Edward Hiscox

Edward Hiscox (1814-1901) was an American Baptist pastor and theologian. He was converted to Christ in 1834 and began to preach the gospel four years later. He served as the pastor for several congregations, including the Stanton Street Baptist Church, New York (1852). He is best known for authoring the “Standard Manual for Baptist Churches” (1890) and the “New Directory for Baptist Churches” (1894).

Edward Hiscox's New Directory For Baptist Churches

  • Edward Hiscox's New Directory For Baptist Churches

    6 Church Government

    Is there any particular form of Church government revealed in the New Testament? And if so, what is it? These questions will be variously answered by Christian scholars and Bible students. Some hold that no specific form can be deduced from the sacred records, and that no one form is best suited for all people and for all places; and that it was purposely left for Christian wisdom and prudence, guided by experience, to decide that question. But the greater part believe that a specific form is at least outlined in the New Testament; and, naturally enough, each one believes the form with which he is identified is that divinely given form. It may be safely allowed that no one class or company of Christians…

  • Edward Hiscox's New Directory For Baptist Churches

    5 Christian Ordinances

    Christian ordinances are defined to be "institutions of divine authority relating to the worship of God, under the Christian Dispensation." In this general sense there are various ordinances; since preaching and hearing the word, prayer, singing, fasting, and thanksgiving may all be considered as institutions of divine authority. But in a narrower and a more distinctive sense it has been common to call Baptism and the Lord's Supper by this name, and to say they are the only Christian ordinances committed to the churches, and are for perpetual observance. These rites are also by some called sacraments the number of which the Catholic Church has increased to seven, including, with Baptism and the Eucharist, Confirmation, Penance, Extreme unction, Matrimony, and Orders. But in the sense…

  • Edward Hiscox's New Directory For Baptist Churches

    4 Church Officers

    Every form of organized society, whether civil, social or religious, is supposed to have officers, duly constituted to execute the laws, administer the government, and secure the ends contemplated by the organization. The Church is a commonwealth, a society, a family, and has its officers as leaders and administrators of its affairs. Officers, however, are not essential to the existence of a State, nor are they to the existence of a Church. They are nevertheless important to their highest efficiency, and the best exercise of their legitimate functions. The State does not lapse and cease to be, because its executive dies, resigns, or is removed. Nor does the Church cease to be a Church though it may be without officers. It was a Church before…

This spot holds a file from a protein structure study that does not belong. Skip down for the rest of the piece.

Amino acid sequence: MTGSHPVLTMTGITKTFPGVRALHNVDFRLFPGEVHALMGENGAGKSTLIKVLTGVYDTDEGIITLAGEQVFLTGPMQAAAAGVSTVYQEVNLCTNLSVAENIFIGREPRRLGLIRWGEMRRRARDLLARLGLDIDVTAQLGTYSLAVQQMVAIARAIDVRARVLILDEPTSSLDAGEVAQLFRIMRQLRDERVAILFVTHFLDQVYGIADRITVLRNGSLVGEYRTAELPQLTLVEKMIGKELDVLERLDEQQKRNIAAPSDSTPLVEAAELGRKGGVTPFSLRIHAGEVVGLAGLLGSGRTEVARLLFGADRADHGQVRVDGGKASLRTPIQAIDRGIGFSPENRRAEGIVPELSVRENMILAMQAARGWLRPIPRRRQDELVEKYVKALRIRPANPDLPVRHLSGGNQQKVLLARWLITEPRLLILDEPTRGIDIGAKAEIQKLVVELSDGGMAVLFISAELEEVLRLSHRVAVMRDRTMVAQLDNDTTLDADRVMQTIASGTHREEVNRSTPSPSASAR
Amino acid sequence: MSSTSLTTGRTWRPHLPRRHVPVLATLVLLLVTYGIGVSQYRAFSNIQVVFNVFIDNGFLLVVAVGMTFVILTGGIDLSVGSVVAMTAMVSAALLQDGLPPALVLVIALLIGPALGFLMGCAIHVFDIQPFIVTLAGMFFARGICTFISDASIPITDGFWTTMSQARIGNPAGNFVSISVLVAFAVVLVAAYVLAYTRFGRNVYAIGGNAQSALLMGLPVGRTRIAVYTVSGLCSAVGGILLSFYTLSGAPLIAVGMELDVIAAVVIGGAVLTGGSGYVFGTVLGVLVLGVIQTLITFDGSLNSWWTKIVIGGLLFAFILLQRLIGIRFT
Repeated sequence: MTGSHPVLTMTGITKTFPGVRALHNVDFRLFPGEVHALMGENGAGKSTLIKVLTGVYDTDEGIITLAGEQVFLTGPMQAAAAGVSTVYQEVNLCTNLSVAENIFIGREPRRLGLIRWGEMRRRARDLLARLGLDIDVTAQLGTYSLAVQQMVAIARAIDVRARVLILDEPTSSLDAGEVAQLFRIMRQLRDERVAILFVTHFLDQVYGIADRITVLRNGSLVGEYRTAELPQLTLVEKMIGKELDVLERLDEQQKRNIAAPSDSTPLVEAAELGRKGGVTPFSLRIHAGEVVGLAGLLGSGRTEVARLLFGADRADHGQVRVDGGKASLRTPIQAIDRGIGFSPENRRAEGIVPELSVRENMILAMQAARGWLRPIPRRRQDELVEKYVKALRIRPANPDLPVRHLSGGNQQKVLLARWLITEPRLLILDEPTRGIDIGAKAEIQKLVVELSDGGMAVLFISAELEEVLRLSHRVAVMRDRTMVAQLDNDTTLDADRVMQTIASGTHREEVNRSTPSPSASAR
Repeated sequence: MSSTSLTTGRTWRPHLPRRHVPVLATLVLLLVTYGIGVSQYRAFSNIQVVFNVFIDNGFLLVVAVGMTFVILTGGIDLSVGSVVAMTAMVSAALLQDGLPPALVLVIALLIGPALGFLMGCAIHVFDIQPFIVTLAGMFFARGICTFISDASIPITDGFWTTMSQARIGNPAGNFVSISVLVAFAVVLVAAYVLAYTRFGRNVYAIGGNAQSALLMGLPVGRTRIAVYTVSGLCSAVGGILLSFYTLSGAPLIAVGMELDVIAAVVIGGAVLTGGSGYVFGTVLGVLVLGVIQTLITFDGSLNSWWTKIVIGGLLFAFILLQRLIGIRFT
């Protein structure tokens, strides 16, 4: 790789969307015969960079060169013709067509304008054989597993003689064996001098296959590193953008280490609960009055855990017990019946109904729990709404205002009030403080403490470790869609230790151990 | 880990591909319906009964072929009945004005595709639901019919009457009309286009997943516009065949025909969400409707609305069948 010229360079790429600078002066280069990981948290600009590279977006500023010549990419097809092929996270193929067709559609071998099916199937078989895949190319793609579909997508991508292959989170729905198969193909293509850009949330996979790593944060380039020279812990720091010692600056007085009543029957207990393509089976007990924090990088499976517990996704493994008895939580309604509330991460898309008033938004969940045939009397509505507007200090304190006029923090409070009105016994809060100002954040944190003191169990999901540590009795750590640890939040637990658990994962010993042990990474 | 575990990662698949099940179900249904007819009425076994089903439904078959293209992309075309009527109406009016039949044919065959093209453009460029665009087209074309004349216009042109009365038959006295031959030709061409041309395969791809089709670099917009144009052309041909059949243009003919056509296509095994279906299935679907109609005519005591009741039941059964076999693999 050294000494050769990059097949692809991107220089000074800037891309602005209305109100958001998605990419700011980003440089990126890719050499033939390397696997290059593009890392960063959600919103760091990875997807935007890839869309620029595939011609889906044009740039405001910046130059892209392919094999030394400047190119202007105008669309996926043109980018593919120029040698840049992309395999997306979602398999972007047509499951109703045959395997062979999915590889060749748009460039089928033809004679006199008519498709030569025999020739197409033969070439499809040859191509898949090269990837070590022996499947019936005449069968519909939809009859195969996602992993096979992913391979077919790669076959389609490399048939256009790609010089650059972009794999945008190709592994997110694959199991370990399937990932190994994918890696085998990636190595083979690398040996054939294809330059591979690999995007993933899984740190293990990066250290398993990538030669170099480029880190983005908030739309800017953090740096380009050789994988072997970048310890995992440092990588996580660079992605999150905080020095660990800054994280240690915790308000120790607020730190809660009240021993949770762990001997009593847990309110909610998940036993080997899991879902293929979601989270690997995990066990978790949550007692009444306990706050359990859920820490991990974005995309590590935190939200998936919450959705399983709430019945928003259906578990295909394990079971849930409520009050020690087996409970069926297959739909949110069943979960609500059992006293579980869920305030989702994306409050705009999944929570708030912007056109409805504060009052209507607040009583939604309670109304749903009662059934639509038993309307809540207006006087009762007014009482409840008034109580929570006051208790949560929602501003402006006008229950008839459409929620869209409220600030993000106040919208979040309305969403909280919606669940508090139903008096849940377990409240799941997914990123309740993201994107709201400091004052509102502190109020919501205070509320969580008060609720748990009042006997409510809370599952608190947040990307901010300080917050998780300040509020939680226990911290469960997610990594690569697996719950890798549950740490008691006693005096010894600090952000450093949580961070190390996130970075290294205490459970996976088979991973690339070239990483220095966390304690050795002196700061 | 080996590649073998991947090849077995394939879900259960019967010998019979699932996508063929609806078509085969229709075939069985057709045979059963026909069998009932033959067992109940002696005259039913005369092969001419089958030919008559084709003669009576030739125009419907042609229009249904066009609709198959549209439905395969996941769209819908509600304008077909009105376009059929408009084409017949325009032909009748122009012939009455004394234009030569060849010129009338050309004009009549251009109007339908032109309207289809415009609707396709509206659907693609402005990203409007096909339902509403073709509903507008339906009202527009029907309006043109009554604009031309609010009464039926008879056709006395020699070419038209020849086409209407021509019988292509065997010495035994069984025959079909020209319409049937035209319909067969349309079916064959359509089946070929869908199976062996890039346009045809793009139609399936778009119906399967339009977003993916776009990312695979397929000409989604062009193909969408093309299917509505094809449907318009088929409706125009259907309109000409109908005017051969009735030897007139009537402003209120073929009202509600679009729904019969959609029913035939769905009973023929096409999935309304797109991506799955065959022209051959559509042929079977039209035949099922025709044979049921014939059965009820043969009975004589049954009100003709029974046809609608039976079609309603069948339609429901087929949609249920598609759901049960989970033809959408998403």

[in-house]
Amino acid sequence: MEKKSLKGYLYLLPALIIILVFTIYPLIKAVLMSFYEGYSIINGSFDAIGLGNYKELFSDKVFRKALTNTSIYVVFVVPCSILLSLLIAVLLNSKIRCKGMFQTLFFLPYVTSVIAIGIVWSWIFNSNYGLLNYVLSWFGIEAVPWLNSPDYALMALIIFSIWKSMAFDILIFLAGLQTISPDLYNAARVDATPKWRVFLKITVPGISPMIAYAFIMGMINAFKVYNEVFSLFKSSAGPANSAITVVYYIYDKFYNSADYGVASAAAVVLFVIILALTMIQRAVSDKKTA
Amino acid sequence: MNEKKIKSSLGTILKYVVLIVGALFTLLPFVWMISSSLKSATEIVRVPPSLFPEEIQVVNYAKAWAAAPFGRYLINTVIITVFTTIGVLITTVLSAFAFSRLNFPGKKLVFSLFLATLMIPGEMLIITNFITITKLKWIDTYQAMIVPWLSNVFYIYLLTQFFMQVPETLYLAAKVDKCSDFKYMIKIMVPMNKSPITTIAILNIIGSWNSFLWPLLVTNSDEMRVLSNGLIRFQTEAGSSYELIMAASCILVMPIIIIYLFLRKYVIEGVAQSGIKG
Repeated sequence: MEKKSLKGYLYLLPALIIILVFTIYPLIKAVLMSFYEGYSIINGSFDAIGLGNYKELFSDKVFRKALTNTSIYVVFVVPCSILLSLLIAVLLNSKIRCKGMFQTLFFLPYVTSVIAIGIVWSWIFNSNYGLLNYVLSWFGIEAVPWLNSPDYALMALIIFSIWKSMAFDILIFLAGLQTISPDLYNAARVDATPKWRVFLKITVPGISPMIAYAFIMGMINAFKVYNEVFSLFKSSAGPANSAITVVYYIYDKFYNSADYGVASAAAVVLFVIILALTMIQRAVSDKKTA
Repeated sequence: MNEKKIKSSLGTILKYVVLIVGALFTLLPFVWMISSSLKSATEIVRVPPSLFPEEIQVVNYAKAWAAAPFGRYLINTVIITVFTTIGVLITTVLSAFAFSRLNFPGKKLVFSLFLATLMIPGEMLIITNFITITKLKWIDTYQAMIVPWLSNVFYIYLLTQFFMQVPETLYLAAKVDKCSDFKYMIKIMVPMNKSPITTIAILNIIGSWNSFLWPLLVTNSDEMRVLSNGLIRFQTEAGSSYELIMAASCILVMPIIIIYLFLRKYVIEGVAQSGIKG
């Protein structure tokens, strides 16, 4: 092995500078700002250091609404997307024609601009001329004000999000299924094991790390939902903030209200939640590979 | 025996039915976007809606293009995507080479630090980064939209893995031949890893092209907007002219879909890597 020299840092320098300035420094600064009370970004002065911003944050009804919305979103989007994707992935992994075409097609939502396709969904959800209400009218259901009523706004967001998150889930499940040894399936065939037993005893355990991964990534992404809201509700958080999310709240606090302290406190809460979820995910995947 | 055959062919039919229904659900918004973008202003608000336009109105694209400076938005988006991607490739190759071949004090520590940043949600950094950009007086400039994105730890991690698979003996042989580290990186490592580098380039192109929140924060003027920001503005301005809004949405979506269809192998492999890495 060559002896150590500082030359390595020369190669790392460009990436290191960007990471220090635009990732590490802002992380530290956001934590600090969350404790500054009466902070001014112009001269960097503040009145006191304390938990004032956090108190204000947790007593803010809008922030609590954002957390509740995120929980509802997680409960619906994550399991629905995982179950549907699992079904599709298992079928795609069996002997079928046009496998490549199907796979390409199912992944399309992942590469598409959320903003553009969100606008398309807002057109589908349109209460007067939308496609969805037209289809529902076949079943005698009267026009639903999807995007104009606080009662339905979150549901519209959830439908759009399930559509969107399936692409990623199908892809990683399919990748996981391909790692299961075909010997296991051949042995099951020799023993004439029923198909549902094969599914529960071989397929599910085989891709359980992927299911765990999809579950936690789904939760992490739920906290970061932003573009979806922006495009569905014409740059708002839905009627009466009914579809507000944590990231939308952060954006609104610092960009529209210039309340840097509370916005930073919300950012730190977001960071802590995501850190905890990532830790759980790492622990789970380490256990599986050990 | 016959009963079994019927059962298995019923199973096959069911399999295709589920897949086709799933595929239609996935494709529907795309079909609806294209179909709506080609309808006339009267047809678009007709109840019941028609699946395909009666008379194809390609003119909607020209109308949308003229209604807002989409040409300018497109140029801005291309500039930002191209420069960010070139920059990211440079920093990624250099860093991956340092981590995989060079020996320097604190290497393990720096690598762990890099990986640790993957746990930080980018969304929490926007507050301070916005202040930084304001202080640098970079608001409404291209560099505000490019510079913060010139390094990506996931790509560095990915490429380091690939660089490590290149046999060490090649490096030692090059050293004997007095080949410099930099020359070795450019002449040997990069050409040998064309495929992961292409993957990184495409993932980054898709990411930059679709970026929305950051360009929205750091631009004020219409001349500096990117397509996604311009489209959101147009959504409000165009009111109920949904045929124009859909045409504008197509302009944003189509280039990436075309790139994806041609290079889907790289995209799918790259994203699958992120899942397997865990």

• Edward Hiscox's New Directory For Baptist Churches

    3 Church Membership

    The character of a building depends very much on the materials of which it is constructed. Christian disciples "are builded together for a habitation of God, through the Spirit." Any society or association is largely what its constructive elements are. Combination and intercourse may, to a certain extent, modify individual peculiarities, but the corporate character will be the result of the various personalities which compose the body. The estimation in which will be held its internal life and order, the efficiency with which it will work toward its purposed end, will all be determined by the character of its individual elements. It is sometimes said that a Church is a voluntary society. This is true in a sense, and only with an explanation. It is…

  • Edward Hiscox's New Directory For Baptist Churches

    2 A Christian Church

    A Christian Church is a company of regenerate persons, baptized on a profession of faith in Christ; united in covenant for worship, instruction, the observance of Christian ordinances, and for such service as the gospel requires; recognizing and accepting Christ as their supreme Lord and Lawgiver, and taking His Word as their only and sufficient rule of faith and practice in all matters of conscience and religion. I. Meaning of the Word. The word Church is of uncertain derivation: English, Church; Scottish, Kirk; Anglo-Saxon, Cyric; German, Kirche; Danish, Kyrke; Swedish, Kyrka; Russian, Zerkow. It is used as the equivalent, if not derived from the Hebrew Kahal; Latin, Curia and has usually been derived from the Greek Kuriakon—"belonging to the Lord." This is, however, disputed by…

  • Edward Hiscox's New Directory For Baptist Churches

    1 Propositions And Statements

    I. Distinguishing Propositions Proposition 1 The Bible is a Divine Revelation given of God to men, and is a complete and infallible guide and standard of authority in all matters of religion and morals; whatever it teaches is to be believed, and whatever it commands is to be obeyed; whatever it commends is to be accepted as both right and useful; whatever it condemns is to be avoided as both wrong and hurtful; but what it neither commands nor teaches is not to be imposed on the conscience as of religious obligation. Proposition 2 The New Testament is the constitution of Christianity, the charter of the Christian Church, the only authoritative code of ecclesiastical law, and the warrant and justification of all Christian institutions. In…